Wednesday, May 16, 2012

I'm not worried about the Eurozone, I'm worried about the EU!

Oh, time. They say it's a great healer, but it also papers over the cracks.  The European Union project has been an outstanding success.  Building on common interests, of trade, movement, security and even threatening to break out into a unified force in Global Affairs in the last few years, Jean Monnet would be very pleased.  But time makes us forget.  We forget what brought us together in the first place.  We forget the wars, the horror.  We forget the divisiveness of nationalism, let alone ultra nationalism.  And so, while in good times all boats floated on the success of the Eurozone economy, in bad times it's every country for themselves, and the strongest will dominate the weak.

Germany has enjoyed extraordinary privilege in its membership of the Euro, through persistently low interest rates and a willing export market at fixed, favourable exchange rates.  The Eurozone's success depends in many respects on Germany, but it is also true that Germany's perpetuation of its own success is dependent on retaining those privileges.  In simple terms, Europe needs to learn that when good things happen, they should be shared.  And when bad things happen, they should also be shared.  That has not been the case.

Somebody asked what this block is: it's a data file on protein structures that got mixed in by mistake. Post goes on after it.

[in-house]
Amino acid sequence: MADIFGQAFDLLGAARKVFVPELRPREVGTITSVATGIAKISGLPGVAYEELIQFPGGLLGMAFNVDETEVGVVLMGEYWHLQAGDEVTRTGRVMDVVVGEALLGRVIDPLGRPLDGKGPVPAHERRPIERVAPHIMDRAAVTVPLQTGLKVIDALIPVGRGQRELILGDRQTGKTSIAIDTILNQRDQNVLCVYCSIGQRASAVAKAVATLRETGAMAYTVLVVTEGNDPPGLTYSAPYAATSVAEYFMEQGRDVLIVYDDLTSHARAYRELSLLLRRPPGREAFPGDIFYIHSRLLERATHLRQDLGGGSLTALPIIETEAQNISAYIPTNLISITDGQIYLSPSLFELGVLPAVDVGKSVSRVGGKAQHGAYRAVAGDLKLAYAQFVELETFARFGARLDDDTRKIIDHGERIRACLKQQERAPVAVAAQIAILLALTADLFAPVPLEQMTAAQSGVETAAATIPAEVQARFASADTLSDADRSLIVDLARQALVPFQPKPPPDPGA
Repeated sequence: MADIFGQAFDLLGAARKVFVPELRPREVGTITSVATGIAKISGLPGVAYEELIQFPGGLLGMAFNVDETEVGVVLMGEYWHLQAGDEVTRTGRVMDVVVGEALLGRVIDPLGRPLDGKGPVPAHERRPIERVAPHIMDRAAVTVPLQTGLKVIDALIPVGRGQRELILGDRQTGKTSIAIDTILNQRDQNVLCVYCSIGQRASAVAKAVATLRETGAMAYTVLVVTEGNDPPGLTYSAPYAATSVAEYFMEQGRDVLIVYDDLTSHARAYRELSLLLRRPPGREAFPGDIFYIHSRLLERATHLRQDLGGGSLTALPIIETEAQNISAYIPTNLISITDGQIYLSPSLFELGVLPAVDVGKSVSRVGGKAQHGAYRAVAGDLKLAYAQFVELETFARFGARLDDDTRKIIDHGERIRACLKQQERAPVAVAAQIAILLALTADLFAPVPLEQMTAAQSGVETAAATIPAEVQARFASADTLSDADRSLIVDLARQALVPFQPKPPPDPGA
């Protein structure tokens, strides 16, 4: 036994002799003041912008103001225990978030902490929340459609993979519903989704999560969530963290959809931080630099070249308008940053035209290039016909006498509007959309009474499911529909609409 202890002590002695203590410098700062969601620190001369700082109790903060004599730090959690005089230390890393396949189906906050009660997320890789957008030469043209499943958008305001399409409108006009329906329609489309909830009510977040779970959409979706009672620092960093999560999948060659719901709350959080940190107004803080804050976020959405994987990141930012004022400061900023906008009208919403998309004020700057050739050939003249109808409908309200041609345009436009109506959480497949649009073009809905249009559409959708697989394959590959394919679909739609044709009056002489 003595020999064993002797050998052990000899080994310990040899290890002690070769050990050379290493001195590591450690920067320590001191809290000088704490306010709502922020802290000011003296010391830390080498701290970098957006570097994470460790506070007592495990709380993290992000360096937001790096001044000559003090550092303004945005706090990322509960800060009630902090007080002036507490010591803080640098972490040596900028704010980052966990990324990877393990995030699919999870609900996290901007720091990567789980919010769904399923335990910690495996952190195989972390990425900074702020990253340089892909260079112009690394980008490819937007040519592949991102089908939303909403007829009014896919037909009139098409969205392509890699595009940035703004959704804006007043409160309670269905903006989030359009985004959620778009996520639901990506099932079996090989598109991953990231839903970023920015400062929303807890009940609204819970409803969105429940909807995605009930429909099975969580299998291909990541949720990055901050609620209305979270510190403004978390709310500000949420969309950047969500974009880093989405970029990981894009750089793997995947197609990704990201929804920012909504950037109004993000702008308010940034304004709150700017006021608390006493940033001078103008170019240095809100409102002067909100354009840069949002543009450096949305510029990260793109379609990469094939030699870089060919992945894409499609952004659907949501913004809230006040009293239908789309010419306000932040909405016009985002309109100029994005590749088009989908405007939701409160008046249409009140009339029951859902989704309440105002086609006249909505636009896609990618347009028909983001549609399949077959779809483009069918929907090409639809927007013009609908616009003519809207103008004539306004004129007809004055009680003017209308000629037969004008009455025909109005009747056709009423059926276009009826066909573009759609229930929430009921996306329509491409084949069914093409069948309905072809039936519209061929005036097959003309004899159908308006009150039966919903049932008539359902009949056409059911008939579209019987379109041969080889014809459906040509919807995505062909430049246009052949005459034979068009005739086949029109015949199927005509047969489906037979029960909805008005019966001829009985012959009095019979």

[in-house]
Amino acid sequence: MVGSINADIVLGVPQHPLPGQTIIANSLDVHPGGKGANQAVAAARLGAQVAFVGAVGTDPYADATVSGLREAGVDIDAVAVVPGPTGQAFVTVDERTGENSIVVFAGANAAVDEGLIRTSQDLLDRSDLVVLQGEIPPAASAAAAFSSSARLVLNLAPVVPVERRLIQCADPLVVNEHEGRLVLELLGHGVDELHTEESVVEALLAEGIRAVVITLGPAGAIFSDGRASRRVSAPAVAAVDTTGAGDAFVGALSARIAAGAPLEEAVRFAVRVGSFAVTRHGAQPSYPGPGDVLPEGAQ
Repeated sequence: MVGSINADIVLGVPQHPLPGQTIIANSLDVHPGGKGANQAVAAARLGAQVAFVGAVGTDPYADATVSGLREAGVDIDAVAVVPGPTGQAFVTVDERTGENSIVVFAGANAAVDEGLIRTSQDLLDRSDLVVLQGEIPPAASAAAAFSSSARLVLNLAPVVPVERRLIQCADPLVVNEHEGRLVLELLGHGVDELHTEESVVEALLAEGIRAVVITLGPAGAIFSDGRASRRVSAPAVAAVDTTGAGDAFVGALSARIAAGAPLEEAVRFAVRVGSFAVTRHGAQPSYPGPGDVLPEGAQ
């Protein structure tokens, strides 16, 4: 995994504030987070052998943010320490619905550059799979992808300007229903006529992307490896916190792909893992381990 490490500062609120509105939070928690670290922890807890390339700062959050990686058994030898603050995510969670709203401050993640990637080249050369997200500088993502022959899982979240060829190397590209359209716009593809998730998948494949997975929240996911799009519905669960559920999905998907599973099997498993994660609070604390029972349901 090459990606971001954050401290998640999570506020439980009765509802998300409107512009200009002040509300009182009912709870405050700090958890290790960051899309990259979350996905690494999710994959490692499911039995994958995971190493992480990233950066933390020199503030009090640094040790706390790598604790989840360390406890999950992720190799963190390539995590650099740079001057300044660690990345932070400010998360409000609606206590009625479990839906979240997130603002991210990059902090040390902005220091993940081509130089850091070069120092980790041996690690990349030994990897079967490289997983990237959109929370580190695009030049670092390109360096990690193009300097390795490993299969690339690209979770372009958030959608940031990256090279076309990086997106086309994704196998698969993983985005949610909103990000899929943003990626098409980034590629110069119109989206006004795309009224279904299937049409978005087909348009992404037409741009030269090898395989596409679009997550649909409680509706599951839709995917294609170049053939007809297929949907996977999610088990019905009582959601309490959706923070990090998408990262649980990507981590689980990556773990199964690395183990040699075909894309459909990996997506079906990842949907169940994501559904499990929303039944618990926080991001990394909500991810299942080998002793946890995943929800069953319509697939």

In a sense it was easy for Monnet, Schumann, and all the rest of them to cede sovereignty and make huge leaps in integration in aftermath of an appalling and hugely destructive war.  Nationalism seemed empty, useless, meaningless in the face of what we had all done to ourselves, and to each other.  We have forgotten all that.  Our motivations have reverted to isolated self-interest, and short term politics.  This is not a recent phenomenon.  The failure of successive governments and EU administrations to drive deeper integration, to make multiculturalism a success, to play down national pride in favour of regional belonging, has been stark. Our education programmes have not been strong enough, our political leaders have not been wise enough, and it appears now inevitable that we will all pay a terrible collective price for out naivete.  Great states and countries are born of fire - the new Europe came so close to building a single, federal state, but everyone failed.  Maybe we shouldn't be too hard on ourselves, it's never been done before.  And perhaps there are lessons in it for future generations who might be brave enough to have a go once more.

I am not feeling happy this morning.

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